[sword-devel] Copyright Scripture distribution

Pergamum sword-devel@crosswire.org
Tue, 7 Dec 1999 00:43:23 -0600

You know... I think I'm starting to sound like a broken record sometimes
when I post.  But now I think I know WHY GOD's got my mental CD-player
skipping on the same track.  :)
Darwin, you make an excellent point here about the pencils and that.  I had
never really considered that because my primary focus in the debate is the
Word of GOD and I have always considered pencils, stickers, t-shirts, etc.
as mere trinkets and superfluous.  You are however very right about the
issue.  I was, as a matter of fact looking in a local Christian bookstore
yesterday for a bible case.  Most of these monstrosities cost more than the
bibles themselves.  Anywhere from $30-$100.  Turn the page, I go to Wal-mart
and cases of the same quality for $10-$20.  All I have to say to the
bookstore in question on this regard is "It sucks to be you.  I just gave
Wal-mart the money I would have otherwise given YOU."  Wal-Mart also carries
little Christian trinkets, etc for very reasonable prices.  And if these
Non-Christian stores can assume reasonable costs for things like this then
what is the major malfunction with these Christian sellers.  Sometimes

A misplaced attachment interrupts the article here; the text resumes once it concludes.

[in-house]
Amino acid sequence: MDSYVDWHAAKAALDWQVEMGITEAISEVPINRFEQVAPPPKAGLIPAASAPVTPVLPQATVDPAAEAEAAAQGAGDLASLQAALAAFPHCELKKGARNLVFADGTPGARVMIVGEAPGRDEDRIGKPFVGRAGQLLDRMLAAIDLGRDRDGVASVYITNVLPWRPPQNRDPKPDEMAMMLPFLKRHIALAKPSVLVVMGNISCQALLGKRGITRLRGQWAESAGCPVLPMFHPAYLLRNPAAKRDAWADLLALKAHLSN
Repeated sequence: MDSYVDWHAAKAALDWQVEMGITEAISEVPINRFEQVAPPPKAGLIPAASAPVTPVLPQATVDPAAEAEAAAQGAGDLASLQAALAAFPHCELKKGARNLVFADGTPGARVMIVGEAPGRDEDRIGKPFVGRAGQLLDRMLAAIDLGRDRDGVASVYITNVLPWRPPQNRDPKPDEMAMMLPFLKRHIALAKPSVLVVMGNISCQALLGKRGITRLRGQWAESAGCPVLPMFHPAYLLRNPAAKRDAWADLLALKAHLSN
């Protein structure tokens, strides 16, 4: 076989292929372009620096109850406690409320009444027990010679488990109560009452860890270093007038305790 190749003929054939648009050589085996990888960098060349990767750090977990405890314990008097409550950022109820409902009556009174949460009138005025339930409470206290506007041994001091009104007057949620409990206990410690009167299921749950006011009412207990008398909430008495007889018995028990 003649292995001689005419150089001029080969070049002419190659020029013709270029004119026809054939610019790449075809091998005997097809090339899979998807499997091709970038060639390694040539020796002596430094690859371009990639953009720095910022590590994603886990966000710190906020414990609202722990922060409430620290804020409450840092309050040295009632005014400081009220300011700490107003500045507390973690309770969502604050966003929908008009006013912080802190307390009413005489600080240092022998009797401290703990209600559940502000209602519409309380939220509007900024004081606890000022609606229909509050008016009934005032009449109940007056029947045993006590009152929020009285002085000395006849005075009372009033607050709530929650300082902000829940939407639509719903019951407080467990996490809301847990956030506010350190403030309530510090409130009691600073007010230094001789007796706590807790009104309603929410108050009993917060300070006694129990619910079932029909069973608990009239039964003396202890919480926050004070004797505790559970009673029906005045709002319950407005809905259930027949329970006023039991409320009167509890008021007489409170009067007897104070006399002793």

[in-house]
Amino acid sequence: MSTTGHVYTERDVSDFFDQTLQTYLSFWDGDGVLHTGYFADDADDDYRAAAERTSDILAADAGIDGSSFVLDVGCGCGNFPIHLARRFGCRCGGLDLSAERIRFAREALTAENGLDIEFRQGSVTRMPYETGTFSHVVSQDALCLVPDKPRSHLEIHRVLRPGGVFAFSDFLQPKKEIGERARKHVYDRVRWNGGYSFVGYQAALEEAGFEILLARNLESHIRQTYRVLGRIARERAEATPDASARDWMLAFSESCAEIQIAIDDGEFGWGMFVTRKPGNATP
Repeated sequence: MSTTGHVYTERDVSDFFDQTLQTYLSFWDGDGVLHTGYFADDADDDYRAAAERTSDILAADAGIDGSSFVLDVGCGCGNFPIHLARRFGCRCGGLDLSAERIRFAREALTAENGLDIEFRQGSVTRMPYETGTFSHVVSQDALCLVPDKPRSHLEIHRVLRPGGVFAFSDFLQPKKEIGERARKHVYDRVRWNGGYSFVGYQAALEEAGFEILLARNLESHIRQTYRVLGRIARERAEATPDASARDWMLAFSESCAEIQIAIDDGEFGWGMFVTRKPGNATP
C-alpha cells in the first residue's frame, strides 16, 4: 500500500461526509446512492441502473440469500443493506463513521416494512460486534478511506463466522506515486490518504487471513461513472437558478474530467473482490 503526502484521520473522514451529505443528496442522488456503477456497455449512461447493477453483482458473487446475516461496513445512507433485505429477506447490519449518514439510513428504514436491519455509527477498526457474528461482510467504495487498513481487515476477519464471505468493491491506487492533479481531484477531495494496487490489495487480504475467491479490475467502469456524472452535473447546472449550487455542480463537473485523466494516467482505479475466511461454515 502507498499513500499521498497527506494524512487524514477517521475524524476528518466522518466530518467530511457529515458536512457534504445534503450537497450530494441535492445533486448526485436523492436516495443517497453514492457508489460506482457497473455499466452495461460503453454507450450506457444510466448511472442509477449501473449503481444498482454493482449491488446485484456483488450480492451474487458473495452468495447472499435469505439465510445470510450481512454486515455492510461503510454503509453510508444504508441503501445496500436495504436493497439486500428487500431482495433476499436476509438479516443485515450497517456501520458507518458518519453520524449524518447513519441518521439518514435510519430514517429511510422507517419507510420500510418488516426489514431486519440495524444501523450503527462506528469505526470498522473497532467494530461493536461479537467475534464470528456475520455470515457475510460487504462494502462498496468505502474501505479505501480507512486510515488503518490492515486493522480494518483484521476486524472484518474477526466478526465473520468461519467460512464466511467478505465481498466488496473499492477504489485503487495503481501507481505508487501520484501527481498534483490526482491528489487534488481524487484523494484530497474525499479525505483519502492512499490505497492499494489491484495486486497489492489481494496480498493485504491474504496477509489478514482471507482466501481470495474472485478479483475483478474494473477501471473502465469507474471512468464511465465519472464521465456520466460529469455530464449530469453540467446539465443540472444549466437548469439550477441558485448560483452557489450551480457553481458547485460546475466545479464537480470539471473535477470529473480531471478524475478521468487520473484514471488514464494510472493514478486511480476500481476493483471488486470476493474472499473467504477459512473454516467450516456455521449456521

however cost is excessive and justifiably so.
Yes, I have paid excessive sums of money for some of my bibles.  But I in no
way paid, in my opinion, $50-$100 for the bible texts.  I paid it for the
commentaries of the specific editors: Grant Jeffrey, John Hagee, Dake. and
the editors of "Greek-Hebrew Key Study Bible", "Knowing Jesus Study Bible,
etc.  I do not mind paying that.  Nor would I consider using it without
their permission.  But to expect to bilk millions from believers just to
spread the Word of GOD unadorned is outrageous.
Music is another good example.  Especially with my taste.  I enjoy Christian
music of the hardcore metal persuasion.  When I find it in a Christian
bookstore they expect about $2-$3 more than a secular store wants.  In other
words.  It is cheaper for a Metallica or Slayer CD than for Deliverance,
Mortification, Believer or Living Sacrifice.  UNLESS of course I order it
from a secular music store, which will be more than happy usually to do so.
In which most cases it is either the same price or sometimes lower than any
other CD in the store.  Why is that?  I'm more than happy to give my money
to, say Blockbuster music over the local Christian bookstore in order for
them to get my music.  Why?  Simple.  Because if I go in an order enough,
they see a demand for the music and they begin to carry it.  And most
Christian rock or metal bands end up in the regular Rock/Metal sections of
the store.  Thus more unbelievers that might just be looking for a good jam
will hear them and come to Christ because of it.  Good examples are King's
X, Galactic Cowboys, Believer Grammartrain and Bride.  All of whom are on
secular labels. (though some are also cross-distributed by Christian labels)
I'm likely to think that these bands reach more minds and hearts than say
Audio Adrenaline or even Bloodgood or Living Sacrifice because they are on
Christian-only labels and thus are usually (unless annoying punks like me)
go in and show the secularists that there is a demand.
Personally I don't much care if my pencil says "Jesus Loves You" because it
is eventually going to just say "You", then just "u".  But there are people